Jered Weaver is an odd pitcher. He’s a guy who has always been thought of as a potential ace. Despite this, while his ERA was solid in 2007 and 2009, before 2010 he hadn’t managed to replicate his amazing strikeout-to-walk numbers in the minors. However, this year that changed, with Weaver’s K/9 rising for the first time above 8 to 9.35 and his BB/9 falling to a career-low 2.17. Even Weaver’s groundball rate improved this year to 36 percent, a good rate for a guy who is basically an extreme flyball pitcher. What changed this year? Is Weaver likely to repeat it? Well to answer that, let’s look at his pitches:
Weaver throws five different pitches: a four-seam fastball with strong cutting action, a two-seam fastball, a change-up, a slider, and a “curveball.” I say “curveball” because the pitch really doesn’t have a typical curveball movement, but rather seems to have the same movement as Weaver’s slider, but is around 7-8 mph slower than the slider. The two-seam fastball, it should be noted, is the newest pitch; it only really began to be used significantly in 2009. The various pitches and their movements and velocities this year are listed below:
|Pitch Type||Average Velocity||Average Horizontal Movement||Average Vertical Movement|
Of these pitches, the four-seam fastball has some nice cutting action, but really that’s the only impressive thing about the movement or velocity of any of these five pitches. And that basically has stayed the same all of the last three years. The only difference in his pitch movement this year from last year is that the four-seam fastball and two-seam fastball seem to have become slightly more distinct, with the difference in the horizontal movement of each pitch growing by around an inch or two. Clearly, what success Weaver has had in the past, and this year, has not come as a result of extraordinary movement on his pitches. It has come from an understanding about how each of his pitches work, when to use them, and some pretty good control.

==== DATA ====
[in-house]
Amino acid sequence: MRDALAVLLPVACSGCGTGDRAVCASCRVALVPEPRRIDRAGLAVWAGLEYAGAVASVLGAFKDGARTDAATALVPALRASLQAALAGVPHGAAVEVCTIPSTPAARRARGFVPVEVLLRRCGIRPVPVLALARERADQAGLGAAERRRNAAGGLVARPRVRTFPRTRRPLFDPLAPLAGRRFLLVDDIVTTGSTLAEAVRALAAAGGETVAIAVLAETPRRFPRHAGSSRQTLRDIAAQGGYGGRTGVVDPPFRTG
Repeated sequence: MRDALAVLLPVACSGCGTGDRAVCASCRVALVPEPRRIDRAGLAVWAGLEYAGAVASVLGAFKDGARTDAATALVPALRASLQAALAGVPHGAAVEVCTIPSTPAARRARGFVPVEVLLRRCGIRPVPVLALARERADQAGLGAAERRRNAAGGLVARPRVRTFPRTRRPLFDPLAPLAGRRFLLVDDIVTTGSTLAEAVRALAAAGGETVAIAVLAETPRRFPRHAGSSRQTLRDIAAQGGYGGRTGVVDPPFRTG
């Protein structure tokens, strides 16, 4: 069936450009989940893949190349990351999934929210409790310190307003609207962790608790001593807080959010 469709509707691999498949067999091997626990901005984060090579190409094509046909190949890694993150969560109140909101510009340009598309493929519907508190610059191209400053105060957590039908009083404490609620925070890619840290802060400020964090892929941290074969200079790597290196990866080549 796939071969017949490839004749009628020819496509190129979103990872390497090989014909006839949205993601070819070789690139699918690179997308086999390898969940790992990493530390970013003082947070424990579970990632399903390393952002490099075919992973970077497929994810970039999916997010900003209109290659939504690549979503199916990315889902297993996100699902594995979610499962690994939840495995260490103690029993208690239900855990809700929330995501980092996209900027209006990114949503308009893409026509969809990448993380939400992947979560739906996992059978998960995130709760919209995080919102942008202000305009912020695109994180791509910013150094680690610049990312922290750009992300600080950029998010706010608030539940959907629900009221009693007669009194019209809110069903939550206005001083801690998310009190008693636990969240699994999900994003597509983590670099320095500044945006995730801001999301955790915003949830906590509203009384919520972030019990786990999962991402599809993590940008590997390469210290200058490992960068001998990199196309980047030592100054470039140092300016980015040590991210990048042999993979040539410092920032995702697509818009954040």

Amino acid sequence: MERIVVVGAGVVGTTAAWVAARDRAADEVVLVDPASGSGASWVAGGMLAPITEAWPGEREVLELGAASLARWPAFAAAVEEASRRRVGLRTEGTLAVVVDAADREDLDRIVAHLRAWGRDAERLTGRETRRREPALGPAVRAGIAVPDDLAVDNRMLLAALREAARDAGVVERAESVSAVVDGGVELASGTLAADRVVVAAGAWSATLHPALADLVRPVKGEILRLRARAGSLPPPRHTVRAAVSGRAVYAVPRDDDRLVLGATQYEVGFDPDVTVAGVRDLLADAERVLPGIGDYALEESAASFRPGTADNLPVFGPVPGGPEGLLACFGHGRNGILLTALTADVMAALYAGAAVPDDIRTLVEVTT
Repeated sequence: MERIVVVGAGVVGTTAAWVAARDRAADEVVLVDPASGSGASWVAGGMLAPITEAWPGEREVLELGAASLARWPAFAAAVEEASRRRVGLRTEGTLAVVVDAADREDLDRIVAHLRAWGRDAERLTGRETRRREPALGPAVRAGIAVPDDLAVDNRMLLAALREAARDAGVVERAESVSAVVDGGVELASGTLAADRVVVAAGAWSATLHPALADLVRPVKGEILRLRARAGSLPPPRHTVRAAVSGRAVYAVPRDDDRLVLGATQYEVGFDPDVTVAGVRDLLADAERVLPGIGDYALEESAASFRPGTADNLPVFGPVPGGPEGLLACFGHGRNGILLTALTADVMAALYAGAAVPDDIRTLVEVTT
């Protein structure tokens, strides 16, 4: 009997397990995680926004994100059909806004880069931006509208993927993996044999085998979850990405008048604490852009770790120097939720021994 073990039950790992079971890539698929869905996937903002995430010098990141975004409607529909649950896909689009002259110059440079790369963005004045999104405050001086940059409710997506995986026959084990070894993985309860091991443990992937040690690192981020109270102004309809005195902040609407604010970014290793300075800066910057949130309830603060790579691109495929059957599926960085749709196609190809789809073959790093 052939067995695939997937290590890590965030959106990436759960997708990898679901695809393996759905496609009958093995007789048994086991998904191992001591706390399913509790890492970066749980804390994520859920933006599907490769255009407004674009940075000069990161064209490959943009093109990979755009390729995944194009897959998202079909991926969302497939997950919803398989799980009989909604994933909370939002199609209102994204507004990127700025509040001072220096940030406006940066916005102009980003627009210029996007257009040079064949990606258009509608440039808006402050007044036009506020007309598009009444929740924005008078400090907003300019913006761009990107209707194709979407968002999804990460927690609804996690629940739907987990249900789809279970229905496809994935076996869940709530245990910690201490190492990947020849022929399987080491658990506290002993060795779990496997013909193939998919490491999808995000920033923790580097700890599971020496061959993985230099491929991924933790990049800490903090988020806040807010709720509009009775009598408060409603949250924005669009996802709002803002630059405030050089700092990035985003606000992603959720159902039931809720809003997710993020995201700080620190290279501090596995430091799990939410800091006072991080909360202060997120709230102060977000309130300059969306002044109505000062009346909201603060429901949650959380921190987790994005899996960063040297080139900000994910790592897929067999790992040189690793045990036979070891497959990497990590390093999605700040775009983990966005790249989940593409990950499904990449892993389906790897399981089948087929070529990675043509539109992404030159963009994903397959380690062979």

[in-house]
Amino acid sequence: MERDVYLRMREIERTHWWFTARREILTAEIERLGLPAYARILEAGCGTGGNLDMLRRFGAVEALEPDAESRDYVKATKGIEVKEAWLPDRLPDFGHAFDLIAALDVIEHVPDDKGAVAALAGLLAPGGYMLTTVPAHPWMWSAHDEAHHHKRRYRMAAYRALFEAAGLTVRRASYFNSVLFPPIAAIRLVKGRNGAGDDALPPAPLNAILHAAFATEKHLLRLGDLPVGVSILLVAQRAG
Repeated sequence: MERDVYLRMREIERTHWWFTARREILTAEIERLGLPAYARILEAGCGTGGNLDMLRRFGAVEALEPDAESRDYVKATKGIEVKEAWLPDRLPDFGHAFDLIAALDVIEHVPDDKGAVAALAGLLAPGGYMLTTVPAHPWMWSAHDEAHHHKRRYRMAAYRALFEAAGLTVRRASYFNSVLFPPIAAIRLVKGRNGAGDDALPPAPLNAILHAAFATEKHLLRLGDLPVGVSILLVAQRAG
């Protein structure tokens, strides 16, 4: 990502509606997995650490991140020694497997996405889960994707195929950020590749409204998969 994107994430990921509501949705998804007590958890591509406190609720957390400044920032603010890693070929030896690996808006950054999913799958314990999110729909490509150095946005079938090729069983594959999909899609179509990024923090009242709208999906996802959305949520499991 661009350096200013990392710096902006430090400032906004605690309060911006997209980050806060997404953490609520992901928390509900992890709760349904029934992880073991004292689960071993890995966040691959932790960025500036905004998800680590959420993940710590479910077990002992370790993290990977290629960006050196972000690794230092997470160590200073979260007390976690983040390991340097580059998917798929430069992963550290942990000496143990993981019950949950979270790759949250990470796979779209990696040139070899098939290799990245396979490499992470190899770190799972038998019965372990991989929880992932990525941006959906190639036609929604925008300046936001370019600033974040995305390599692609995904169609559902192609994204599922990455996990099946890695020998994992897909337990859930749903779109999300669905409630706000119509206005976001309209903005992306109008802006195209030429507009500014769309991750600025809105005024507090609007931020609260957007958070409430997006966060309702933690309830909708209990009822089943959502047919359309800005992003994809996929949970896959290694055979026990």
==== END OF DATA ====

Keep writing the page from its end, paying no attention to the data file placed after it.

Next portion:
Okay, so the pitches’ movements haven’t changed in any way that would cause Weaver’s improvement. So how about Weaver’s pitch usage? Well, Weaver has increased his usage of the two-seam fastball and the curveball against left-handed batters. (On 0-0 counts to such batters, the curveball oddly enough is the most used pitch.) Against right-handed batters, there doesn’t seem to be much change in his pitch usage.
Moreover, Weaver’s been able to seemingly increase his ability to concentrate certain pitches, including the aforementioned curveball in locations just at the edge of the strike zone, or at barely outside of the strike zone. The end result is that batters are swinging more at pitches of Weaver’s that are located outside of the strike zone. The end result is that Weaver has been better able to get into two-strike counts than he did last year, resulting in more opportunities for strikeouts.
And when he gets to two-strike counts, Weaver’s style is such that really aims to get the strikeout. He basically avoids the strike zone entirely on 0-2 (and less so, but still similarly so on 1-2), resulting in pitches that generally can at worst result in a ball, and at best result in a strikeout or weak contact. There really isn’t much change here, but it should be noted as to how Weaver pitches in these counts if we’re talking about understanding Weaver’s pitches.
Jered Weaver emerged as a bona-fide ace this last year. His peripherals show that the results weren’t just the result of BABIP luck. His pitches themselves would seem to indicate to me that this is likely not just a random fluke for other reasons (batter failures) either. Weaver should be able to maintain a similar performance next year. As such, I would perhaps even go so far as to say that he would be a worthy first starter on your fantasy team next year (even more so if it’s an AL-only league).